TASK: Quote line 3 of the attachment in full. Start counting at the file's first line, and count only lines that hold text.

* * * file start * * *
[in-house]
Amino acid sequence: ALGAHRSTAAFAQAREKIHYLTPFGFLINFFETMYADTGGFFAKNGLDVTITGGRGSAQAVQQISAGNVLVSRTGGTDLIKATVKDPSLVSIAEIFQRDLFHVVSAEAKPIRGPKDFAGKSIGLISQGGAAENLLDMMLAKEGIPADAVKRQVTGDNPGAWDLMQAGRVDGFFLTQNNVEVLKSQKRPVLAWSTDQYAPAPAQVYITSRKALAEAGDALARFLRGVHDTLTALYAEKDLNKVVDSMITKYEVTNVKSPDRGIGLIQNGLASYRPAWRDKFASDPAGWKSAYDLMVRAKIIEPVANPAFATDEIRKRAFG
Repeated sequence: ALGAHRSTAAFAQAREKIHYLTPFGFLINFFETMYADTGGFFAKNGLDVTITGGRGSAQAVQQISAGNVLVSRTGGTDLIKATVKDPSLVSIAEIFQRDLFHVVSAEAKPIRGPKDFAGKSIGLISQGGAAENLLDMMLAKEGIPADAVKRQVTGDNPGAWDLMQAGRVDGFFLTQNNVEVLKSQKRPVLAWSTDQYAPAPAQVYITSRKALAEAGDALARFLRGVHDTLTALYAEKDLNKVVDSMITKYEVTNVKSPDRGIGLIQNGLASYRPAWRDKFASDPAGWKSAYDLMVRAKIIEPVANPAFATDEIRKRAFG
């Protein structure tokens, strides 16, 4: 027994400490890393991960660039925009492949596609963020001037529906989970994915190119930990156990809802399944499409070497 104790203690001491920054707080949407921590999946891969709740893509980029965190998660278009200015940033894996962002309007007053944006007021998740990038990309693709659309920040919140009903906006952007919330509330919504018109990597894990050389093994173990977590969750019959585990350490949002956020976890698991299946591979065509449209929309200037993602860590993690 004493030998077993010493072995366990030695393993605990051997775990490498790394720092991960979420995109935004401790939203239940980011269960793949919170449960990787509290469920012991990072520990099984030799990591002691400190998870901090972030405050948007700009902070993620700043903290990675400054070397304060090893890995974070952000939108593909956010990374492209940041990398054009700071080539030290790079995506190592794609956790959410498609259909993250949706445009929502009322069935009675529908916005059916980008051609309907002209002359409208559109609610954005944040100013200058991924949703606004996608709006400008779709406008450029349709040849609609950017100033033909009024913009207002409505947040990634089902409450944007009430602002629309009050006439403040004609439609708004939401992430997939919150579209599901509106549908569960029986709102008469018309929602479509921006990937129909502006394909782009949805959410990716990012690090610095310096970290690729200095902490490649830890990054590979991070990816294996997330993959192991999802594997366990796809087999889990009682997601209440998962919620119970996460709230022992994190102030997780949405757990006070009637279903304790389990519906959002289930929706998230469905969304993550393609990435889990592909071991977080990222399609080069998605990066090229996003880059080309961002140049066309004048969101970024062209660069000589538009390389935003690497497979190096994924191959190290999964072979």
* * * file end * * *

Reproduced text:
Repeated sequence: ALGAHRSTAAFAQAREKIHYLTPFGFLINFFETMYADTGGFFAKNGLDVTITGGRGSAQAVQQISAGNVLVSRTGGTDLIKATVKDPSLVSIAEIFQRDLFHVVSAEAKPIRGPKDFAGKSIGLISQGGAAENLLDMMLAKEGIPADAVKRQVTGDNPGAWDLMQAGRVDGFFLTQNNVEVLKSQKRPVLAWSTDQYAPAPAQVYITSRKALAEAGDALARFLRGVHDTLTALYAEKDLNKVVDSMITKYEVTNVKSPDRGIGLIQNGLASYRPAWRDKFASDPAGWKSAYDLMVRAKIIEPVANPAFATDEIRKRAFG